I had then been taking two antibiotics for at least a year. I was not happy with either and did not think they were doing anything to help me. The two antibiotics he left me on were Minocin and Flagyl. (Sure, I could have asked him to modulate the antibiotics but what am I paying him for? It worked out for the best.) A month after the appointment I did some more detailed looking at both drugs. As it turns out Minocin can impair male fertility. That would have been the kind of side-effect information I would have expected the doctor to know and share; rather than shooting off flippant comments.
At this point unhappy with my treatment, and seeing it is only causing problems, I stopped all antibiotics. We both assumed that the Minocin had done significant fertility damage and it would take months to recover my lost fertility. In reality it did not take that long and little Aria was soon on her way. In the end the Minocin almost certainly paved the way for Aria to be a girl since Y’s are supposed to be more fragile (insert favorite male joke here). The additional bonus amidst this is I got off two drugs that I definitely did not need to be taking anymore.
Maybe the doctor was keeping me on Minocin because I had to bring my kids to the appointment. Were the kids frustrating him so much that he was attempting to chemically sterilize me? Maybe this is just best to apply Hanlon’s razor.
Based on what I have heard I expect the change to Shoemaker to be a significant change in protocol. I am used to taking antibiotics like Chiclets but I believe Shoemaker is a short-course antibiotic therapy doctor. If that is true for him than I am sure I am done with my antibiotics while under his care. That is certainly one thing to be very thankful for. I think his focus is on removing the toxins, lyme, etc., from your body.
To be fair I had been taking antibiotics and not seeing any improvement. I saw an initial significant improvement and then it just stopped. I continued with the antibiotics for a while hoping it would put me over the edge, but it never did. I quit all treatment because it was not helping. I hope this change makes some needed additional progress.
As it notes on his website he uses cholestyramine (CSM) to help remove the toxins from your body. I have taken CSM before and felt better while taking it. I stopped the CSM for a number of reasons. First, I was prescribed CSM to improve my contrast resolution, but I never saw a noticeable improvement. 😉 Secondly, CSM is somewhat vile to take. Lastly, I grew tired of having to coordinate taking it at an odd time safely distant from my antiepileptics. As a bonus the CSM constipation went away. I think you may need to live on prunes while taking CSM,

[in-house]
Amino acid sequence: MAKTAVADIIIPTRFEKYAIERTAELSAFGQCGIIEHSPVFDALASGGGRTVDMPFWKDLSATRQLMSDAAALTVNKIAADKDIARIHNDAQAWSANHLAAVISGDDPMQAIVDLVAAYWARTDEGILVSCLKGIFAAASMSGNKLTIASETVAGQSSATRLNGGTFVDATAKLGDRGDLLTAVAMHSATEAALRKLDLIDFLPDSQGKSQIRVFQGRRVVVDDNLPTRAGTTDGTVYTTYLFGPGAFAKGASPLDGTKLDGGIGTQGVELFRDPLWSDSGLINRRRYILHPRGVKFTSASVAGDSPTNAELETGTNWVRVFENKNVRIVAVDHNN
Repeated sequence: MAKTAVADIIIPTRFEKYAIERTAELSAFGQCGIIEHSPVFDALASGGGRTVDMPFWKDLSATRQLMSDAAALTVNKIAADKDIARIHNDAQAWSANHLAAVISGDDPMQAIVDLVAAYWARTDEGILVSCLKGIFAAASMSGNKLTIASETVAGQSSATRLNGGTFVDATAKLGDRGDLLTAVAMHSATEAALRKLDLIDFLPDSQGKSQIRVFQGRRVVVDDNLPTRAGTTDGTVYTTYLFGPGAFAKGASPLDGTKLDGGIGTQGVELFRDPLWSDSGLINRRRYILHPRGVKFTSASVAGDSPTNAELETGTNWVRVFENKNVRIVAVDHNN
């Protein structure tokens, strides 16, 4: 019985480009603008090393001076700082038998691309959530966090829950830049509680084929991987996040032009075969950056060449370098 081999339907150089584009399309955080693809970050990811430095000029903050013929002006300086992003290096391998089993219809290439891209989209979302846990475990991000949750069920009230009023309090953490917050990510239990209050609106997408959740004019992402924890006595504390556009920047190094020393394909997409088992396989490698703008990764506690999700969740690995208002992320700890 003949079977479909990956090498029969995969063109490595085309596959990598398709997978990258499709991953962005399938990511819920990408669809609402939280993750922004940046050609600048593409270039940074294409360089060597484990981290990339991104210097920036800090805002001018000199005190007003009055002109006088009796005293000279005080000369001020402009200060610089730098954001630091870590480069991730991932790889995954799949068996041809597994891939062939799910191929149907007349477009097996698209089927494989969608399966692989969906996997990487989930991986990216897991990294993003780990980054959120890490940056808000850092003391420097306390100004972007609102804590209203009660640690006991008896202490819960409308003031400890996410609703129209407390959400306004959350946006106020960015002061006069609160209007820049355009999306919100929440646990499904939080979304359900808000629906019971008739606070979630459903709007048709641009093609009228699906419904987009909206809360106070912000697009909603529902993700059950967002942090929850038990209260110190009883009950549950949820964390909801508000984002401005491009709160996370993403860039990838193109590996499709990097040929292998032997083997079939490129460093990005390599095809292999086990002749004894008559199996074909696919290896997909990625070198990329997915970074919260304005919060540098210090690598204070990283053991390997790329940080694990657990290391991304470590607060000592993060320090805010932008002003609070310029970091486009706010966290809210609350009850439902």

We have decided to go with Dr. Shoemaker. At this point I am still in the pre-appointment stage. This entails collecting all of my medical records and making a time-line of my health issues. Eriksgirl has been doing a great job coordinating the records collection and is actually writing the time-line. We have a good friend that works in a medical office so we have been able to get the medical records for free so far.
We are still waiting on the records to trickle in so we can send them off for Shoemaker to review. Once he reviews the records he can assess whether he can be of service. I think his process is good. He has a good process and he hopefully will not waste my time if he does not think he can help.
Rage, rage against the dying of the light.
It has been a good rest. Unfortunately the infection did not rest. Two years into the battle with Lyme I took a break; about a year long break. I am still not excited about resuming treatment, but it is what needs to be done. I certainly do not want to be sick, but it takes energy to fight; and energy I do not think I always have. It would certainly be easier to give up and wave the white flag. Now is not the time to quit.
For now we are working on getting in with a new LLMD. Hopefully this doctor will help get me through the final hoops.
After the results of the MRI I got a call from my neurologist’s office with the results, albeit a little slow. It was his medical assistant and she gave me a brief synopsis of “it is bad.” She also added that the neurologist wants me to resume Rebif (aka whatever I was taking before). He was aware that I had quit to get treated for Lyme (he did not approve). In reality I had quit before I knew about Lyme. I had grown to hate taking Rebif, and it is not like it does not have any nasty side-effects (cancer?).
I started Rebif when I was diagnosed with MS because it was the “best” drug at the time. I was very optimistic about this treatment. As time progressed and many MRI’s later the Rebif was not working real well. My first neurologist ordered a blood test from Athena Diagnostics to see if I had developed antibodies to the interferon. No antibodies. I continued to take Rebif; in hindsight I do not know why I continued taking an expensive drug that did not work well.
The test from Athena was a waste. It provided no useful information and the test was “expensive.” The test should not have been expensive the core cost was $1000 with a $200 charge if you paid cash, but they said they would bill my insurance. The claim was rejected because they did not fill it out correctly. I called them and they said they would re-file correctly; I never heard from them again. Blue Cross would have paid 100% for that test if they had done as they said they would; they lied. I got a call from a collection agency wanting the $1000 years later. I offered the $200 cash price. They eventually gave up calling. They can get the $1000 from my cold dead hands.
Damn Rebif. Damn Athena. Damn their billing. Damn Lyme.